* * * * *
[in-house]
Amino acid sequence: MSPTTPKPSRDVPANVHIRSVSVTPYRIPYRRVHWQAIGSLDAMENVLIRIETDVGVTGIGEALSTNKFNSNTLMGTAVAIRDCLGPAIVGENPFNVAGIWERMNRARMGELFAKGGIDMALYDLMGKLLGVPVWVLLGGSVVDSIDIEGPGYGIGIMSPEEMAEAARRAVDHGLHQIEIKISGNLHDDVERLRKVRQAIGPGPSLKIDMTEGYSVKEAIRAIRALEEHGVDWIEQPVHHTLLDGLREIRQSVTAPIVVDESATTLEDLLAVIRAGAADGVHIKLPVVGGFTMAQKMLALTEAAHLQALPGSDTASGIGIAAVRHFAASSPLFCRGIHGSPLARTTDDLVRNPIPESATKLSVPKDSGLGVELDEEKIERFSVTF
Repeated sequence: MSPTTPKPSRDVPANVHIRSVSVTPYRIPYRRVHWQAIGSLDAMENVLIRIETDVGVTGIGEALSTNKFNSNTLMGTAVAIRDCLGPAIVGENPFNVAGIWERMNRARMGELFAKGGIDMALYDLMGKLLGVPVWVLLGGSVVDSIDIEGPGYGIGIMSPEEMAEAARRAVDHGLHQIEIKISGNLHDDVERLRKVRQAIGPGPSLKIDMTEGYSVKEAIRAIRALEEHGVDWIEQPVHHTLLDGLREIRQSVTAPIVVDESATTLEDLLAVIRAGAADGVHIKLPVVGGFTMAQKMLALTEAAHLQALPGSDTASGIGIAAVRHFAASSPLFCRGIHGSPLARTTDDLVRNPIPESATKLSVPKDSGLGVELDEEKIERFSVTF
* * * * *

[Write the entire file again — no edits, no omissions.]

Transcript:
[in-house]
Amino acid sequence: MSPTTPKPSRDVPANVHIRSVSVTPYRIPYRRVHWQAIGSLDAMENVLIRIETDVGVTGIGEALSTNKFNSNTLMGTAVAIRDCLGPAIVGENPFNVAGIWERMNRARMGELFAKGGIDMALYDLMGKLLGVPVWVLLGGSVVDSIDIEGPGYGIGIMSPEEMAEAARRAVDHGLHQIEIKISGNLHDDVERLRKVRQAIGPGPSLKIDMTEGYSVKEAIRAIRALEEHGVDWIEQPVHHTLLDGLREIRQSVTAPIVVDESATTLEDLLAVIRAGAADGVHIKLPVVGGFTMAQKMLALTEAAHLQALPGSDTASGIGIAAVRHFAASSPLFCRGIHGSPLARTTDDLVRNPIPESATKLSVPKDSGLGVELDEEKIERFSVTF
Repeated sequence: MSPTTPKPSRDVPANVHIRSVSVTPYRIPYRRVHWQAIGSLDAMENVLIRIETDVGVTGIGEALSTNKFNSNTLMGTAVAIRDCLGPAIVGENPFNVAGIWERMNRARMGELFAKGGIDMALYDLMGKLLGVPVWVLLGGSVVDSIDIEGPGYGIGIMSPEEMAEAARRAVDHGLHQIEIKISGNLHDDVERLRKVRQAIGPGPSLKIDMTEGYSVKEAIRAIRALEEHGVDWIEQPVHHTLLDGLREIRQSVTAPIVVDESATTLEDLLAVIRAGAADGVHIKLPVVGGFTMAQKMLALTEAAHLQALPGSDTASGIGIAAVRHFAASSPLFCRGIHGSPLARTTDDLVRNPIPESATKLSVPKDSGLGVELDEEKIERFSVTF